Jon’s Movie Review: ‘The Night Before’

The Night Before

“Tis’ the season” we’re told as we’re bombarded with Christmas music and red Starbucks cups right after Halloween. By the time the actual holiday comes up, we’ve had our fill of every maudlin movie and sappy special on television and find it hard to muster the enthusiasm needed for the actual act of celebrating Christmas with our respective families. In that regard, The Night Before decks our halls with enough mistletoe/marijuana to make sure we have a very happy holiday.

I can see the protesters now, crying sacrilege and blasphemy (and maybe a scene or two may prove them right), but overall they would be wrong. This is not an anti-Christmas film, it is something much more complicated than that. At its core, there is an immutable Christmas spirit that shines through this friendship that transcends friendship and feels more like family. The Night Before highlights a potentially dark side of the holidays that many times goes unexamined. When all the commercials and films emphasize the need to be close to family and blood relations on the holidays, what do you do when you have neither? A box full of drugs and exclusive rave parties might not be the answer for everyone, but The Night Before offers a refreshing, alternative take on the holidays with just the right amount of yuletide schmaltz to qualify it as a Christmas film.

The true holiday heroes of the film are the exceptional cast consisting of comedic veterans and dabblers. The charming trio of Joseph Gordon-Levitt, Anthony Mackie, and Seth Rogen are the all-star team in this adventure, but they aren’t the film’s MVPs. In the slew of cable comedians, like Lizzy Caplan, Mindy Kaling, and even the outrageously talented Lorraine Toussaint, Ilana Glazer and Michael Shannon figuratively and literally saved Christmas. They each embodied iconic holiday characters from different Christmas stories. Glazer’s no-holds-barred attitude made her the perfect Grinch, while Shannon’s Dickensian representation of Jacob Marley (with a hint of Bob Marley) had us hilariously tripping to the past, future, and especially the present. The almost mandatory surprise cameos are a gift all their own, but you’ll have to unwrap those yourself.

Director and one of the four writers of the film Jonathan Levine, attempts to juggle somber elements with howling humor, but the outcome is less successful than his previous attempt. 50/50 successfully tempered grim seriousness with an underscore of comedy. Their main focus in 50/50 was to use the concise amounts of humor to symbolize hope throughout the film. The Night Before reverses the formula and turns the bleak moments in the film into pebbles being thrown into a sea of silliness. The ripples they cause may echo through the film, but they ultimately dissipate between the punchlines.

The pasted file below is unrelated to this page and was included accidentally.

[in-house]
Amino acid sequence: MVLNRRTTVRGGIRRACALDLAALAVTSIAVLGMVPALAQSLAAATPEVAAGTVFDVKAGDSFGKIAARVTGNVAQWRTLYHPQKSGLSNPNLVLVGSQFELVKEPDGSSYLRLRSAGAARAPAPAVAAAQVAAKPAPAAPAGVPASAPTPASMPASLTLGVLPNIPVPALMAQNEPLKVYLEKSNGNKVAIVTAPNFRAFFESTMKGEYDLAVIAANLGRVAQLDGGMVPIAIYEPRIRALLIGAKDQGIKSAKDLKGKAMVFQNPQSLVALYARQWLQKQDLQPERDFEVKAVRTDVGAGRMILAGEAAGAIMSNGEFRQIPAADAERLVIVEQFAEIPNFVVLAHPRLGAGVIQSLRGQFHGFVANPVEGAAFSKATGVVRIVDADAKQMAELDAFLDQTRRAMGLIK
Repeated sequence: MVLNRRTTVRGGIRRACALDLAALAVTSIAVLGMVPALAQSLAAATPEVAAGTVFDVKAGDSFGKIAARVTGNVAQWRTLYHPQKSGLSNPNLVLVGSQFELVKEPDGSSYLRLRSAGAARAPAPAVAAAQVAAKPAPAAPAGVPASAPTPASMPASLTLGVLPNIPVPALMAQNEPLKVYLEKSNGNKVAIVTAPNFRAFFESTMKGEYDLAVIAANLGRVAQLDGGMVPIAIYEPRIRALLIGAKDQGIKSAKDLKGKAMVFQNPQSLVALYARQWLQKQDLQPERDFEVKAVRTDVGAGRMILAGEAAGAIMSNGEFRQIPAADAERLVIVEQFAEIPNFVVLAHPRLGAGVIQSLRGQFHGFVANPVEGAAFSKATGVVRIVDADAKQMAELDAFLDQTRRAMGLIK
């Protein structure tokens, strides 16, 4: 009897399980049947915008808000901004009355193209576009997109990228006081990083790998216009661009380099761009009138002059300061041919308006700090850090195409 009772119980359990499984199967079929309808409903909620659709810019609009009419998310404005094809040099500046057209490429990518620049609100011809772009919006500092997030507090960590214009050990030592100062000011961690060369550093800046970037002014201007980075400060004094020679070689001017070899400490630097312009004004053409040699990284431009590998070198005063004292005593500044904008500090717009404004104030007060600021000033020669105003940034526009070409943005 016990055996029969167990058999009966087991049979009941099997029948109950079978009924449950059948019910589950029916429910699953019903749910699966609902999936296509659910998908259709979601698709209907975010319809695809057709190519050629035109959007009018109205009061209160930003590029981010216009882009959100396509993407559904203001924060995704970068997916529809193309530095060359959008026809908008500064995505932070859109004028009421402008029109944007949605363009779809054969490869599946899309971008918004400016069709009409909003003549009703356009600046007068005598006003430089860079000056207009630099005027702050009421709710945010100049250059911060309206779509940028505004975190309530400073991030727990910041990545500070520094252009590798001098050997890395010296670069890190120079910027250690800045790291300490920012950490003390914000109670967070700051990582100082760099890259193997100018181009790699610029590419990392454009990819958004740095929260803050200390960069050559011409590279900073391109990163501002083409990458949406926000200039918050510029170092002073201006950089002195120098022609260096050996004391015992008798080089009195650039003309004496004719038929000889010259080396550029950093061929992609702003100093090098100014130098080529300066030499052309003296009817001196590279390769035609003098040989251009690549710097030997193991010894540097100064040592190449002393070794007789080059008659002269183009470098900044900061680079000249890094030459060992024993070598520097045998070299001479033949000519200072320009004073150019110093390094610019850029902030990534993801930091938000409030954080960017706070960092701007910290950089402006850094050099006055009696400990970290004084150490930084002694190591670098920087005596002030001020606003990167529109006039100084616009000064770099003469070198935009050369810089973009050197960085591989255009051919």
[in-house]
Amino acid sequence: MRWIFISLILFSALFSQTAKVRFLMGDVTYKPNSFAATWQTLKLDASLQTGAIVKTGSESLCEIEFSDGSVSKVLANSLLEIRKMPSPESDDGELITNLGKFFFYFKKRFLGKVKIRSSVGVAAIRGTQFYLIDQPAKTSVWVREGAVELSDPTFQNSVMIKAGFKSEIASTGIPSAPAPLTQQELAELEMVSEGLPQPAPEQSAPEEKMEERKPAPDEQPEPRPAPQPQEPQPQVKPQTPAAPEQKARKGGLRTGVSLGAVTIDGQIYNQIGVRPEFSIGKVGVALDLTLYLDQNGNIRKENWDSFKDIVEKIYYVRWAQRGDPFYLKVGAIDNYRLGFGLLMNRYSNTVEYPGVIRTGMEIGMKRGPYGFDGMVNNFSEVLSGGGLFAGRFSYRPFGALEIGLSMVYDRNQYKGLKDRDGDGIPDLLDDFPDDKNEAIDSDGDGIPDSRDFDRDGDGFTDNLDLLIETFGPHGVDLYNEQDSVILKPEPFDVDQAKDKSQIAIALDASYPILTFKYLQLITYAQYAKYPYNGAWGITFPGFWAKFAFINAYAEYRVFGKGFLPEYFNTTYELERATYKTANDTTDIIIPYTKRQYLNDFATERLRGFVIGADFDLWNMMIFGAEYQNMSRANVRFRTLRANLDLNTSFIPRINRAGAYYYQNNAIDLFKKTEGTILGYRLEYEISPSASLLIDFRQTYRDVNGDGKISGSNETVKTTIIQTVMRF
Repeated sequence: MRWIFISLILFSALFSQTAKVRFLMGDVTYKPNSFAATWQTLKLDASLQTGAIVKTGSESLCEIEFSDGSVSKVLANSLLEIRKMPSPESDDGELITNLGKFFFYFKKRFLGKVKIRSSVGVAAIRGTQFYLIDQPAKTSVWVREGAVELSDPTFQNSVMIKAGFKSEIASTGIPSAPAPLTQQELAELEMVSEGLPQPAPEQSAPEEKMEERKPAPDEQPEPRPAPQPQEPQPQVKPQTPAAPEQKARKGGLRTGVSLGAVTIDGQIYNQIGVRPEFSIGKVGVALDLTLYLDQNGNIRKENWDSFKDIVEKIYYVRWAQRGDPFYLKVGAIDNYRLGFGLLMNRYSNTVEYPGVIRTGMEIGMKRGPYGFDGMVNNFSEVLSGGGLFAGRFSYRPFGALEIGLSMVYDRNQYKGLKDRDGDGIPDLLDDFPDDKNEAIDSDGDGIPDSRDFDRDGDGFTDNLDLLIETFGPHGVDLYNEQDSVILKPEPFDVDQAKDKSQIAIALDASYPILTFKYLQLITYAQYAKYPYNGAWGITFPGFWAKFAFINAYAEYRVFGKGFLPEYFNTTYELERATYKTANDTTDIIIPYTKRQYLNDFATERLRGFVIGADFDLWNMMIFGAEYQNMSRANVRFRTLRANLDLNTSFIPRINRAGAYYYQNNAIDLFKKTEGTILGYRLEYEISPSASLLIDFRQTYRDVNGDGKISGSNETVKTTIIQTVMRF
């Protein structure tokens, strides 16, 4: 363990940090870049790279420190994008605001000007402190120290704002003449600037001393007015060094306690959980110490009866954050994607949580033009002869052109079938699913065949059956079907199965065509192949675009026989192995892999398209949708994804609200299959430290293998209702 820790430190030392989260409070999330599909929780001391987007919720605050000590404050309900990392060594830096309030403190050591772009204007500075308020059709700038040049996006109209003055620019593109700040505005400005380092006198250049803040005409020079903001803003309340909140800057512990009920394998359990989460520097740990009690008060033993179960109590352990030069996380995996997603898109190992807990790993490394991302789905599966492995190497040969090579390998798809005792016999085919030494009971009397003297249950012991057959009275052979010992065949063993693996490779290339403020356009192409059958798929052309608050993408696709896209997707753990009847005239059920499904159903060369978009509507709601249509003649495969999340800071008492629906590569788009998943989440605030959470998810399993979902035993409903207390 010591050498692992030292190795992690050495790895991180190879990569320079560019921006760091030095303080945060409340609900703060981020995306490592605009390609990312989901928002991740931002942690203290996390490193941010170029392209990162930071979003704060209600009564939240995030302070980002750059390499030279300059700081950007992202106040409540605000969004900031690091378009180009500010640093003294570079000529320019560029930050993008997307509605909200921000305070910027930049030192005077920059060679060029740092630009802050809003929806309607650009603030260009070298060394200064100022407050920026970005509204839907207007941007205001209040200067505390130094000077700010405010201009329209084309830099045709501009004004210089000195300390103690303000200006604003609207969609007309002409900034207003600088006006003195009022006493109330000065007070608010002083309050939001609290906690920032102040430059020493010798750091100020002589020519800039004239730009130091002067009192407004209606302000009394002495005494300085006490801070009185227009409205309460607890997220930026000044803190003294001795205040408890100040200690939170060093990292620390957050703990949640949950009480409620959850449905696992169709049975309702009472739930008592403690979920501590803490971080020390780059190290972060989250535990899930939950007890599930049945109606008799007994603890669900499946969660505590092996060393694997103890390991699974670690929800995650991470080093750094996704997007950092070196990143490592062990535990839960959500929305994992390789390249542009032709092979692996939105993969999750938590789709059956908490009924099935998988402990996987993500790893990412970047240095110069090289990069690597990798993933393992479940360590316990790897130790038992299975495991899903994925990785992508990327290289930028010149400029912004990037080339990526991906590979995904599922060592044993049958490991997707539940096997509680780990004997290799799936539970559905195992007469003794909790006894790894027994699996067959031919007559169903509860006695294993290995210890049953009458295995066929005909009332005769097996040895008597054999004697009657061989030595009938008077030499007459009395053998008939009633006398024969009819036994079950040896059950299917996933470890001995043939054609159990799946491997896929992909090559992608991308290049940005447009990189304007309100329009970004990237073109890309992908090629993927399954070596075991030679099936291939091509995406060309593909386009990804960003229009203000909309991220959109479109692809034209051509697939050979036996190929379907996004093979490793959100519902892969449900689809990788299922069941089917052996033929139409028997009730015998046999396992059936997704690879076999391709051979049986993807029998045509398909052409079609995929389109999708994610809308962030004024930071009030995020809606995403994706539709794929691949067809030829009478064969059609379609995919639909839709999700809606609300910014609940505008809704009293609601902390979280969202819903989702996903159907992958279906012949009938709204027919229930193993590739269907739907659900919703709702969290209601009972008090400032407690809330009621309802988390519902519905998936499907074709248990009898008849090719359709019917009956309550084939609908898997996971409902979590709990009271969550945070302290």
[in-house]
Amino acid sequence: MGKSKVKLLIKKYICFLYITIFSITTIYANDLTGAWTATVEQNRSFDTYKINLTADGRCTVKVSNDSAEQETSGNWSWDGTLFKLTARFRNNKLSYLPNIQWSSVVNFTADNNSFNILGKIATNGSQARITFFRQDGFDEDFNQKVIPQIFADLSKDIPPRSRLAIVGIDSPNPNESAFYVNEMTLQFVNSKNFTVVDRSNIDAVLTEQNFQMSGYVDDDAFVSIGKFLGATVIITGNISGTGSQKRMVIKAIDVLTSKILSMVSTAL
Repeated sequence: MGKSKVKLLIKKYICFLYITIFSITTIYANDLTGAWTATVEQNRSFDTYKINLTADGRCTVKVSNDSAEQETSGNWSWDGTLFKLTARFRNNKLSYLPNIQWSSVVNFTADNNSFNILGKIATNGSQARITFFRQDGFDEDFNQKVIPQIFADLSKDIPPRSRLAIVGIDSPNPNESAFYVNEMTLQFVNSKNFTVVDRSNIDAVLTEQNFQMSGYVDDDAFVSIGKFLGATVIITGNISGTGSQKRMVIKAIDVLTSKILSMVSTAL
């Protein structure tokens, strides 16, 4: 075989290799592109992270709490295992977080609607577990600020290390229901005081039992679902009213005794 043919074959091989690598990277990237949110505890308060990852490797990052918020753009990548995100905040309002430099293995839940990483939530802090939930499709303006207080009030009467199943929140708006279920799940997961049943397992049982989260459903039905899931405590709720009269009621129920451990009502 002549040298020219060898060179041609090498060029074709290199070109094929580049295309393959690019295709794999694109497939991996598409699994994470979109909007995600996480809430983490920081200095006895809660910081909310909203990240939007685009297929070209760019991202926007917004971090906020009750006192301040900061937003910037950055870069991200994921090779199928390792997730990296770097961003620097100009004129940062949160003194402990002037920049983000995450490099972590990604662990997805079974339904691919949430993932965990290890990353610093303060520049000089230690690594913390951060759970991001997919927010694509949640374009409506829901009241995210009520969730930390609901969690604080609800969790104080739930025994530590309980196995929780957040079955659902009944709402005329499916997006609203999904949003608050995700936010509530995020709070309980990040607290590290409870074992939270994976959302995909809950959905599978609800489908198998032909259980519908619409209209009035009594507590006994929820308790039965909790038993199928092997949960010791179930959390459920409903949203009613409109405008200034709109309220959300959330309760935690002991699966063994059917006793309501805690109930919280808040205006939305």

The film has the emotional depth of a Charlie Brown Christmas special, where you do feel momentary melancholy, but ultimately the hilarity steamrolls any feelings of sadness that have been building up to that point. That being said, the story isn’t as strong as the amusingly vulgar jokes and gags that all but make up the film. The quantity of writers involved in the screenplay suggests they probably each contributed more to the individual jokes than the overall story. The story in many ways is your typical stoner adventure comedy, only with minor alterations to make it holiday themed. This film is not unlike the previous films this group of actors have made, but what you have to admire is their consistency. They may not excel on any philosophical or technical levels, but damn are they charming and able to hit a punchline with deadly accuracy.

Luckily, you’re not seeing The Night Before for an overabundance of sentiment, so the fact that it never fully reaches any emotional peaks doesn’t bother you by the time the credits are rolling. You’ll leave the theater with a newfound preparedness for the holiday that is still over a month away, a greater respect for Michael Shannon in a comedic outlet, and a series of quotable lines and dirty jokes to share with the family and friends.

RATING: ★★★★★★★ (7/10 stars)

Jon would say that as a writer, he is a self-proclaimed film snob and a pop culture junkie. Always gives his honest, critical, and maybe a little bit snarky opinion on everything. He's very detail oriented and loves anything involving creativity and innovation. You're better off asking him who his favorite director is rather than his favorite film. So beware and get ready to be entertained. You can contact him at or follow him on twitter @DystopianHero. (Also, he doesn't always refer to himself in the third person, but sometimes he just has to).